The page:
Home Depot (NYSE:HD) and Lowe's (NYSE:LOW) reported third quarter earnings this week. Home Depot started us off with a blowout and left analysts bullish on Lowe's, who reported the next morning. However, Lowe's came out with a mixed quarter, but still showed strong growth year over year. Let's break down each report and compare the growth to last year to see who had the better third quarter and decide which company is more worthy of an investment.
Home Depot is the largest home improvement specialty retailer in the world. It currently operates 2,260 locations in the United States, Puerto Rico, U.S. Virgin Islands, Canada, Mexico, and Guam. Lowe's is the second largest home improvement specialty retailer behind Home Depot. It has 1,831 locations in the United States, Canada, and Mexico.
On Tuesday, Nov. 19, Home Depot reported third quarter results that blew past analyst expectations. Here's a summary of the results:
|Earnings Per Share||$0.95||$0.89|
|Revenue||$19.50 billion||$19.17 billion|
Earnings per share grew 28.4% and revenue rose 7.4% compared to the third quarter in 2012. Gross profit rose 8.5%, assisted by the company's gross margin expanding by 64 basis points versus the second quarter to 34.92%. Global comparable-store sales rose an incredible 7.4%, with the U.S. showing 8.2% growth. Home Depot's chief executive officer noted continued improvement and strength in the housing market as one of the drivers for the company's success. Overall, it was an absolute blowout quarter for Home Depot and the stock has reacted accordingly.
On Wednesday, Nov. 20, Lowe's released its third quarter report and it was mixed compared to analyst estimates. Here's an overview of the report:
|Earnings Per Share||$0.47||$0.48|
|Revenue||$12.96 billion||$12.72 billion|
Earnings per share increased 34.3% and revenue rose 7.3% year over year. Gross profit rose 8.2%, driven by gross margin expanding 23 basis points versus the second quarter to 34.58%. Also, global comparable-store sales grew 6.2% from the same period in 2012. Lowe's management confirmed the positive comments from Home Depot by stating, "The home improvement industry is poised for persisting growth in the fourth quarter and further acceleration in 2014." Although this was a mixed quarter, Lowe's showed strong growth year over year. This leads me to believe that the analyst estimates for Lowe's were a bit too high.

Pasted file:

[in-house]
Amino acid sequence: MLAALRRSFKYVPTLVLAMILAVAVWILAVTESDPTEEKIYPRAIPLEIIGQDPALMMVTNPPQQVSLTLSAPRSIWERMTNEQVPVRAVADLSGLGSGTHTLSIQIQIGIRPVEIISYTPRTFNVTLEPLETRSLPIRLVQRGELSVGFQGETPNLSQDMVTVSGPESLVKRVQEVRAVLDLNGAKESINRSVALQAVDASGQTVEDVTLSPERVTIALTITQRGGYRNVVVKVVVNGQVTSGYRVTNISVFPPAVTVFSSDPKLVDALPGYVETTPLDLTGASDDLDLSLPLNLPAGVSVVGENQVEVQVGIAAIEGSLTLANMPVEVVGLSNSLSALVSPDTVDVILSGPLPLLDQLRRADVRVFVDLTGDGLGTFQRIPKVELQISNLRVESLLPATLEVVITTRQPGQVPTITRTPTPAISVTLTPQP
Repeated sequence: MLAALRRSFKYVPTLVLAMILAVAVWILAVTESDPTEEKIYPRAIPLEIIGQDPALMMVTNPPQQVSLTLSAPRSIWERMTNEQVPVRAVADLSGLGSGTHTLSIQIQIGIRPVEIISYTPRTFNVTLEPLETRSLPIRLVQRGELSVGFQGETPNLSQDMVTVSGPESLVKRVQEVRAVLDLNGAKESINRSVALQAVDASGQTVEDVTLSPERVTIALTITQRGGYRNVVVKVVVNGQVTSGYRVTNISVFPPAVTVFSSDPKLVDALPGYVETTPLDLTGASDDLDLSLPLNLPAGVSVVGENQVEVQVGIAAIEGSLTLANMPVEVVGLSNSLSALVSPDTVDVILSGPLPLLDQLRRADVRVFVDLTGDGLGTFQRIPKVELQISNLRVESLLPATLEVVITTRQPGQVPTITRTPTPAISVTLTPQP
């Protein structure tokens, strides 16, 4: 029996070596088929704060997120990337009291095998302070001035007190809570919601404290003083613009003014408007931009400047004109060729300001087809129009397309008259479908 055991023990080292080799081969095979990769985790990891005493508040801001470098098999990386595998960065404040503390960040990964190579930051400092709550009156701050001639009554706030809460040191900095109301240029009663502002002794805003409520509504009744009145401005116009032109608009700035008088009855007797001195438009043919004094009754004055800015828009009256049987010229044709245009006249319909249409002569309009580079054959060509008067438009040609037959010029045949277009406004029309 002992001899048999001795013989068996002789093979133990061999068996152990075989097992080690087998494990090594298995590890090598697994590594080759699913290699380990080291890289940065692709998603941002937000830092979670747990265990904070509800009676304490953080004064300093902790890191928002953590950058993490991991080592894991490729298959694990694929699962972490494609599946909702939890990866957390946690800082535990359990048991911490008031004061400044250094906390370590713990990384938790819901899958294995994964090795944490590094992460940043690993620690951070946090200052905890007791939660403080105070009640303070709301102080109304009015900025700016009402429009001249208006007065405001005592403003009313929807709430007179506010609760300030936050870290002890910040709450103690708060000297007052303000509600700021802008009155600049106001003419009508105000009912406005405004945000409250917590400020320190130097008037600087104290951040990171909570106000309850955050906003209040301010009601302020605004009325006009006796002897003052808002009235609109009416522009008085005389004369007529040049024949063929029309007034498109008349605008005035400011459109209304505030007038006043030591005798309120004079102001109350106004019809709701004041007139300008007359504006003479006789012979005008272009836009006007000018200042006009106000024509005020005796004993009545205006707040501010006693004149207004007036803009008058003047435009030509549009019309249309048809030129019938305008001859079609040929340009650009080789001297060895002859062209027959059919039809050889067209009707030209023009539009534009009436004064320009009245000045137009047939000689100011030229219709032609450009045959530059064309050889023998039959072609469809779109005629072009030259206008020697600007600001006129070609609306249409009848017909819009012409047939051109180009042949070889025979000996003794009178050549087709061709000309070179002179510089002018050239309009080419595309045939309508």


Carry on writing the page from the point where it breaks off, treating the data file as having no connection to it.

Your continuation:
So whose report was better?
Let's compare the year-over-year results from Home Depot and Lowe's and decide which company had the better third quarter:
|Key Metrics||Home Depot||Lowe's|
|1. Earnings Growth||28.4%||34.3%|
|2. Revenue Growth||7.4%||7.3%|
|3. Quarterly Margin Expansion||64 basis points||23 basis points|
|4. Updated Gross Margin||34.92%||34.58%|
|5. Comparable-Store Growth||7.4%||6.2%|
|6. Raised Guidance?||Yes||Yes|
Based on these six key metrics, Home Depot had the better third quarter report. With that said, Home Depot spiked to a fresh 52-week high after its report was released and currently sits just 2.6% below that mark. Lowe's, on the other hand, has fallen over 4.5% after its report and currently sits more than 7.5% below its 52-week high. I believe Home Depot is the better company for the next 10 years.
The Foolish bottom line
Home Depot and Lowe's both reported great results this week. Home Depot blew past expectations, while Lowe's fell just short, causing the stocks to move in different directions. Both companies have the potential to outperform the overall market for years to come and provide both dividends and share repurchases along the way. Investors should look to buy Home Depot on any significant pullback or weakness provided by the market. Take a look and see if your portfolio could use one of the home improvement kings.
Joseph Solitro has no position in any stocks mentioned. The Motley Fool recommends Home Depot. Try any of our Foolish newsletter services free for 30 days. We Fools may not all hold the same opinions, but we all believe that considering a diverse range of insights makes us better investors. The Motley Fool has a disclosure policy.